James Lilley, American Institute in Taiwan director from 1981 to 1984, died in Washington on Thursday from complications related to prostate cancer. He was 81.
In his long career with the US government, Lilley also served as US ambassador to South Korea from 1986 to 1989, and to China from 1989 to 1991.
Prior to entering the diplomatic field, Lilley worked at the CIA for 27 years, which he joined in 1951. His postings at the agency included China, Japan, South Korea, the Philippines, Laos, Taiwan, Vietnam and Hong Kong.
When the US opened its liaison office in Beijing in 1971, Lilley became the first “declared” US intelligence official in China and the CIA’s first station chief in the capital.
Lilley, who later also came to be known as Li Jieming (李潔明), was born in Qingdao, Shandong, in 1928, where his father and role model, Frank Lilley, worked as a salesman for Standard Oil.
In 2004, Lilley published his memoir China Hands, which eloquently described his formative childhood in China, his years as a CIA operative and the power struggles between China, Taiwan and the US, including his first-hand experience of the Tiananmen Square Massacre.
After his ambassadorship in Beijing, Lilley became a forceful — and public — proponent of greater US support for Taiwan, efforts that he continued after being appointed assistant secretary of defense for international affairs from 1991 to 1993. He often clashed with the US Department of State over arms sales to Taiwan, arguing that it would be unwise to grant Beijing the cutoff date that it sought.
Expressing her condolences to the family on Friday, US Secretary of State Hillary Clinton called him “one of our nation’s finest diplomats.”
In its obituary, the Washington Post described Lilley as “one of the most pragmatic voices on the modern Sino-American relationship.”
In a statement on Friday, former US president George H.W. Bush, who was close to Lilley, described him as “a most knowledgeable and effective ambassador who served with great honor and distinction.”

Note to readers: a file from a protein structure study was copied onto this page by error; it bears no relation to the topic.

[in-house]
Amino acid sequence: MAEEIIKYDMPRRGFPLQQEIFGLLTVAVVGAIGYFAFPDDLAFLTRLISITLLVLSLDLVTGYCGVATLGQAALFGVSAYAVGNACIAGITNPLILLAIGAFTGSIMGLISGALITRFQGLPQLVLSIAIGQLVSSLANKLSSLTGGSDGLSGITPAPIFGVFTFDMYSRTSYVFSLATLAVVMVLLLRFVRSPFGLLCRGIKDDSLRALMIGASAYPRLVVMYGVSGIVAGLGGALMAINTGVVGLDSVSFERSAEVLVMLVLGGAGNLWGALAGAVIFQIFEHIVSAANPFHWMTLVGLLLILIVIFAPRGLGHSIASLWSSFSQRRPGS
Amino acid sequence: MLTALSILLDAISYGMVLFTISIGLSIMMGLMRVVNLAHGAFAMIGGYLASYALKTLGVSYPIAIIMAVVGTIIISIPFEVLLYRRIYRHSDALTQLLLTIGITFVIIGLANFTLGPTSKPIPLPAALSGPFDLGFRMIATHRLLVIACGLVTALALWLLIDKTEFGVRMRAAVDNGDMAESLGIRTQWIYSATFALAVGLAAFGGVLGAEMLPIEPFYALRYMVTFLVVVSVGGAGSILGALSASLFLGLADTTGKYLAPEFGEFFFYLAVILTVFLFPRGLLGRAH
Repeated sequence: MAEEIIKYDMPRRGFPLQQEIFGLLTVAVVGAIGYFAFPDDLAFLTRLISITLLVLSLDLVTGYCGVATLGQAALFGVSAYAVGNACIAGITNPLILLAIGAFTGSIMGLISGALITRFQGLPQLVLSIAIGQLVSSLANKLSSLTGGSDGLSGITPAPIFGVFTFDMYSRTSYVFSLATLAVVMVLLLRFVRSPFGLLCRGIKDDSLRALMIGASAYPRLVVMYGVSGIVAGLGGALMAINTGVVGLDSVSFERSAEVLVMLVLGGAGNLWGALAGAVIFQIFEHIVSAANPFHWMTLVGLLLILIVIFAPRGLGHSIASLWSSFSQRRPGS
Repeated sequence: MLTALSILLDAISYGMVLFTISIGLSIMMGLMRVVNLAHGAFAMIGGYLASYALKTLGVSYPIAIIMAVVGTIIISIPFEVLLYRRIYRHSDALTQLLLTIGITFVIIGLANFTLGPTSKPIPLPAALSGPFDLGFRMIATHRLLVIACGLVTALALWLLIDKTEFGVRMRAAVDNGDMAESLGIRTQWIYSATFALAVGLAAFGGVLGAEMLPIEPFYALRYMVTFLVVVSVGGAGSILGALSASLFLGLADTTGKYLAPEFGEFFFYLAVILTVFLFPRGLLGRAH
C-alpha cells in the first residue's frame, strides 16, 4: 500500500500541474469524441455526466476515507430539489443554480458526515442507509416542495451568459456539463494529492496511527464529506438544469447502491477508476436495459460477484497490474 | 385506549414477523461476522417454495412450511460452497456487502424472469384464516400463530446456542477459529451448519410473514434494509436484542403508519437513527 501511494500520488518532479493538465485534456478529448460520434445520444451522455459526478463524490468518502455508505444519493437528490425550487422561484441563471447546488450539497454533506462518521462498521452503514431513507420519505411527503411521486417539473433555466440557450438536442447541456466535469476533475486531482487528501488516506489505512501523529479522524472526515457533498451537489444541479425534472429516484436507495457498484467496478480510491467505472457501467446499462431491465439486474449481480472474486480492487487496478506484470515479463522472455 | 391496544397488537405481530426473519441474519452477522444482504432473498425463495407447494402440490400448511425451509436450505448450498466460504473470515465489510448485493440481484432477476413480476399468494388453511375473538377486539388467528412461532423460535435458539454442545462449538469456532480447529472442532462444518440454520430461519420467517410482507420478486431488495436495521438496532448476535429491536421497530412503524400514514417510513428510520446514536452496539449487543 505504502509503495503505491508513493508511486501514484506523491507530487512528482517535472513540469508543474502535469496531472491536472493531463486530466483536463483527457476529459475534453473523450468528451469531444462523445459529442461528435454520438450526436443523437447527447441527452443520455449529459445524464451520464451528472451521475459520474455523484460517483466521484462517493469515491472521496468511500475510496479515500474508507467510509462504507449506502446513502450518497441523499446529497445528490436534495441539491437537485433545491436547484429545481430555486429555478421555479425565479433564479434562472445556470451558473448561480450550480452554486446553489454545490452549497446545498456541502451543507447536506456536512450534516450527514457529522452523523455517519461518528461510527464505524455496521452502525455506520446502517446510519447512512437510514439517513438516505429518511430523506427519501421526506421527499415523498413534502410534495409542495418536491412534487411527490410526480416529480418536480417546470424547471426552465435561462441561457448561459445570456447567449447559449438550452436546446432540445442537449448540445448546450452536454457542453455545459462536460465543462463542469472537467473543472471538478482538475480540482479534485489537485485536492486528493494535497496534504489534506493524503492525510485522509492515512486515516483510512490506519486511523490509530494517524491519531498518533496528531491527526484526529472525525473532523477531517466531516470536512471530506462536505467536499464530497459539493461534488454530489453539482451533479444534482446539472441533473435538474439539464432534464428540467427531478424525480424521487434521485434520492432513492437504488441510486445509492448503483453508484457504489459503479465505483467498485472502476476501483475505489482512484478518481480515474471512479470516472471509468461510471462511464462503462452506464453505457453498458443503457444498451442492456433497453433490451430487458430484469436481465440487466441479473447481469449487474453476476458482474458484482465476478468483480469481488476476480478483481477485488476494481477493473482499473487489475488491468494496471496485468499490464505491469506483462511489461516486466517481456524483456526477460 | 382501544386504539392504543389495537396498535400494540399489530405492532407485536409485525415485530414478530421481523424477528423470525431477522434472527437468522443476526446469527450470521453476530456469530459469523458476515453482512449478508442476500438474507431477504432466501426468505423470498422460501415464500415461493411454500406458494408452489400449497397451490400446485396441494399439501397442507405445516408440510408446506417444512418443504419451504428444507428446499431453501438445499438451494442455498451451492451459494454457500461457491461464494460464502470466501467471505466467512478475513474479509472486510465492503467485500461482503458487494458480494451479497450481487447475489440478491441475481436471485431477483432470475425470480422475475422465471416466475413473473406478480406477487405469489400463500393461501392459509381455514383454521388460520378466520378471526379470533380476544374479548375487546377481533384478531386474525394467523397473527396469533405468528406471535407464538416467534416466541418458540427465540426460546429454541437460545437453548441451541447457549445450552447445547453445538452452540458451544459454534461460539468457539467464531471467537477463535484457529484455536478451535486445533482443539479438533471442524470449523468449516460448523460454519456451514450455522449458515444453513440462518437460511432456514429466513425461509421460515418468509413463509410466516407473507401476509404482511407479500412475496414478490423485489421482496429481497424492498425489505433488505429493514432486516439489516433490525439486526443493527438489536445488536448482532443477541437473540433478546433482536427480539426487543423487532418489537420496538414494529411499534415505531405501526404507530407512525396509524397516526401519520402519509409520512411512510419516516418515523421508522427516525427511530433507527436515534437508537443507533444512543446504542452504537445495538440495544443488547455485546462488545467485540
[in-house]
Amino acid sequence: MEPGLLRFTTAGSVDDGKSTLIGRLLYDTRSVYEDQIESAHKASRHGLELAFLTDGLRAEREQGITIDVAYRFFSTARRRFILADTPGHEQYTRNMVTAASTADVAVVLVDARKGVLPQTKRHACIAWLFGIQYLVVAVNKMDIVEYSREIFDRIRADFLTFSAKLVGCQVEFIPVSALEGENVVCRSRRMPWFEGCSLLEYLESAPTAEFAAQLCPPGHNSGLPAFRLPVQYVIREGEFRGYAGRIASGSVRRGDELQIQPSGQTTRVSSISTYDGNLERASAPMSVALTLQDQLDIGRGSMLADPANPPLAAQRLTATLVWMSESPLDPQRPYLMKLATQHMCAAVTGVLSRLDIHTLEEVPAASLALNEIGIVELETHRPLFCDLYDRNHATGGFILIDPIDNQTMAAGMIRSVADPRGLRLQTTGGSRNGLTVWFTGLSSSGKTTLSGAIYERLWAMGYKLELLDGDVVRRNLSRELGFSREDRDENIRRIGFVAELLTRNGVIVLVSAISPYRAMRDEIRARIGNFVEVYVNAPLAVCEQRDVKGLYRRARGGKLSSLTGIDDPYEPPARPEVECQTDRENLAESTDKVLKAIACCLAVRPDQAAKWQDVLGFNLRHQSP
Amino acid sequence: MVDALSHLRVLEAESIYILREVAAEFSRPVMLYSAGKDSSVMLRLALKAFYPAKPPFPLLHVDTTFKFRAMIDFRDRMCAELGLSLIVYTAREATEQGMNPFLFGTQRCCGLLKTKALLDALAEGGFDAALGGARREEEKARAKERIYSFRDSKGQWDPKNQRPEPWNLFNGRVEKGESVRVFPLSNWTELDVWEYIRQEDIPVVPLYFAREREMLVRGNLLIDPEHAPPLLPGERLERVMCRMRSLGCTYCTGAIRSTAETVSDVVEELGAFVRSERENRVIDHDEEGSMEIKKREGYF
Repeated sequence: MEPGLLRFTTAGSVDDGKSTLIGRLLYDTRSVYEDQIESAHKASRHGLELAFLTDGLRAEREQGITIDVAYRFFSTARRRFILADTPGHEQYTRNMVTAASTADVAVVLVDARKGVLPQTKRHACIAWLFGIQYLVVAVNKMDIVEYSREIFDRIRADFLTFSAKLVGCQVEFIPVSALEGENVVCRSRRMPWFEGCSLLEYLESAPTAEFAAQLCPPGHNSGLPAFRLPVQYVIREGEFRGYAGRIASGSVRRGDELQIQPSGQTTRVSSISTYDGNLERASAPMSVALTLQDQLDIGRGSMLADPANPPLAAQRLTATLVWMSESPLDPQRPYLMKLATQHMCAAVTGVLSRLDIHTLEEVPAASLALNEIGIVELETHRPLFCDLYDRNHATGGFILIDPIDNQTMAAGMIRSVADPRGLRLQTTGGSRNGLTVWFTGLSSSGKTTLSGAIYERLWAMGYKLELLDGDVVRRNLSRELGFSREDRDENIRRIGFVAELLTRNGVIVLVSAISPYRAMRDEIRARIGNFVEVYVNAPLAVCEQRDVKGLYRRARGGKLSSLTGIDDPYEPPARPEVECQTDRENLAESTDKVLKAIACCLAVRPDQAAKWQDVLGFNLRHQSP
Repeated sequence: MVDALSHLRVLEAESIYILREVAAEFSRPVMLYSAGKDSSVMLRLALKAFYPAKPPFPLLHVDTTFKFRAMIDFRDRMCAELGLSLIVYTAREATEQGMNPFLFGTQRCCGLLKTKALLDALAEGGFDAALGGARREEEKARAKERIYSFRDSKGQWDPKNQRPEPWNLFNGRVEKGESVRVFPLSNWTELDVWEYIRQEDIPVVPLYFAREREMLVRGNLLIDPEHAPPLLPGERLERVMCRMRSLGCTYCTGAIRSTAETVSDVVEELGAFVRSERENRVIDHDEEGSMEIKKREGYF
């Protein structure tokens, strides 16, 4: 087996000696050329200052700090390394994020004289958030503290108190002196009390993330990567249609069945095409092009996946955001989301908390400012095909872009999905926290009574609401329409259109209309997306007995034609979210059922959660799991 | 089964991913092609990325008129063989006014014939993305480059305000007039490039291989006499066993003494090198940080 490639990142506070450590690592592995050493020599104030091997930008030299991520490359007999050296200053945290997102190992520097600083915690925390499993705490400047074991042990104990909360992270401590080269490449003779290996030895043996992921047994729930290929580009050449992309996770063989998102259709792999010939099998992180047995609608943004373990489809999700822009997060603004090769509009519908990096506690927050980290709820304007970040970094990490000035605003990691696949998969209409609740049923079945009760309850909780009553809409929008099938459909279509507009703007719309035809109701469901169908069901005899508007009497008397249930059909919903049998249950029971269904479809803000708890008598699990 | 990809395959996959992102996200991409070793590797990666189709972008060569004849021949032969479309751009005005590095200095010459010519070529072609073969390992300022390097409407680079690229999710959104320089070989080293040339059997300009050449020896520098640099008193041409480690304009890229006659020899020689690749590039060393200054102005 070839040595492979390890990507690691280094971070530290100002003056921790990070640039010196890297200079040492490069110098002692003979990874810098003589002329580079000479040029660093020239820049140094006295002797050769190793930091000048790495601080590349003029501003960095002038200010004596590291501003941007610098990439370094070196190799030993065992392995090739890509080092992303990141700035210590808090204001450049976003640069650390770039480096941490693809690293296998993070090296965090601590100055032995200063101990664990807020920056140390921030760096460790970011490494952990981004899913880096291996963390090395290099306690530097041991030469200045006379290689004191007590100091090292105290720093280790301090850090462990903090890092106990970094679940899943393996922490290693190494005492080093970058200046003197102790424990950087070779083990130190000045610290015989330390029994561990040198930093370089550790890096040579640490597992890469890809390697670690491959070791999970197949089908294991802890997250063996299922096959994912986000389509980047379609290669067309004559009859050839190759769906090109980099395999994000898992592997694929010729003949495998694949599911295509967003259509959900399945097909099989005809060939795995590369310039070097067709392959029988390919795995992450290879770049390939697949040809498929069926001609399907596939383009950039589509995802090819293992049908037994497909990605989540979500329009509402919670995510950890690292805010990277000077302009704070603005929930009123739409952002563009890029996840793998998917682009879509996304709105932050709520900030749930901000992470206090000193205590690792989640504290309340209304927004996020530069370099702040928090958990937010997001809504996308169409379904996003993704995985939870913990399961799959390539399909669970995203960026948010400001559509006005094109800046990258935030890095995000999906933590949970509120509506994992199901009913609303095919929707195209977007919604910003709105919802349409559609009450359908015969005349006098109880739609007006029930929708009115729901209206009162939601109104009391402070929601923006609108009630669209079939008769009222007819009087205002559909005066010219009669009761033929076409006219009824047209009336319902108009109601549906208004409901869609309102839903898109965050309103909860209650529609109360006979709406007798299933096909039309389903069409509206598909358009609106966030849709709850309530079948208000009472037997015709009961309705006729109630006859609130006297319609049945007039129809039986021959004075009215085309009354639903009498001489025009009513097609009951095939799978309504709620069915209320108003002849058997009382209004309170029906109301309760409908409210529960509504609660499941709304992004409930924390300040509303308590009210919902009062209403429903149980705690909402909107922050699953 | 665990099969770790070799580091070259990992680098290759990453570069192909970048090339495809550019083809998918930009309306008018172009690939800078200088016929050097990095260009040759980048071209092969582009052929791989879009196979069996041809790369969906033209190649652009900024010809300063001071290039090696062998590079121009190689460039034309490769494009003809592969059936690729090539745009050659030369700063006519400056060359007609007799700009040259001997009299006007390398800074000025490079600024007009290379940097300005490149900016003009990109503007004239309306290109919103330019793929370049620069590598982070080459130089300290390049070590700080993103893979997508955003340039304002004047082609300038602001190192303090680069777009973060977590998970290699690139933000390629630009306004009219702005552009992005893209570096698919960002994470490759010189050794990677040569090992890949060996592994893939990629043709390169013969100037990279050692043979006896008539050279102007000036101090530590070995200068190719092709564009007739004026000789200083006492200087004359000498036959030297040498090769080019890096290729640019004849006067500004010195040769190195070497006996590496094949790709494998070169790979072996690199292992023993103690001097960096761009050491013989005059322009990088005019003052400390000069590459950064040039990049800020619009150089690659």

In a statement, Taichung Mayor Jason Hu (胡志強) said Lilley had made many contributions to and spoken for Taiwan’s interests.
“His death is Taiwan’s loss,” he said.
ADDITIONAL REPORTING BY CNA
MORE ARRIVALS ALLOWED: Taiwan yesterday increased its cap on arrivals to 60,000 from 50,000 ahead of a full border opening with a weekly cap of 150,000 on Oct. 13 Travelers arriving in Taiwan from Oct. 13 would no longer be required to quarantine on arrival and visitors of all nationalities would be allowed to enter, Premier Su Tseng-chang (蘇貞昌) announced yesterday. However, the number of arrivals would be capped at 150,000 per week, he added. Travelers aged two or older would be given four rapid antigen COVID-19 test kits on arrival and be asked to monitor their health for seven days, Cabinet spokesman Lo Ping-cheng (羅秉成) told a news conference. Under the new arrival protocol, travelers would have to take a test on the day of arrival or the day after, followed
SOVEREIGN NATION: The Chinese premier’s remarks about the CCP’s resolve to achieve unification sought to undermine the legitimacy of Taiwan, the MAC said Taiwan will never accept Beijing’s attempts to undermine its sovereignty, the Mainland Affairs Council (MAC) said yesterday, after the Chinese Communist Party (CCP) at its National Day celebrations in Beijing vowed to achieve unification with Taiwan. The CCP’s statement was not conducive to peaceful cross-strait relations, the council said. The event, hosted by the Chinese State Council, featured Chinese President Xi Jinping (習近平), Chinese Premier Li Keqiang (李克強), the other five CCP Politburo Standing Committee members and Vice President Wang Qishan (王岐山), as well as 500 guests from China and abroad. Taiwanese based in China also attended the ceremony, Xinhua news agency
Washington is evaluating a transfer of weapons systems requested by Taiwan, according to a copy of a report by the Ministry of National Defense (MND) that is to be submitted to lawmakers tomorrow. Asked whether the AGM-158 Joint Air-to-Surface Standoff Missile would be among the weapons systems, the ministry refused to comment, but said that it would not rule out announcing the specifics later this year. The ministry’s domestically sourced high-priority military investments include submarines, next-generation light frigates, rescue ships, advanced trainer jets and infantry fighting vehicles, the report said. Planned deals include F-16A and F-16B jet performance upgrades, navigation and targeting
DEFENSE-READY: The armament of the ‘Yushan’ allows for amphibious combat operations, the head of a firm involved in the ship’s construction said The navy yesterday took delivery of the first locally developed and built naval ship of more than 10,000 tonnes in a ceremony in Kaohsiung presided over by President Tsai Ing-wen (蔡英文). The ROCS Yushan, an amphibious transport dock, was the result of a government-initiated indigenous shipbuilding project seeking to establish autonomy over national defense, Tsai said. She thanked CSBC Corp, Taiwan (台船), the Chungshan Institute of Science and Technology and the navy for their contributions. The military needs the best equipment to uphold peace and defend Taiwan as it faces military threats from China, Tsai said. The 153m long and 23m wide Yushan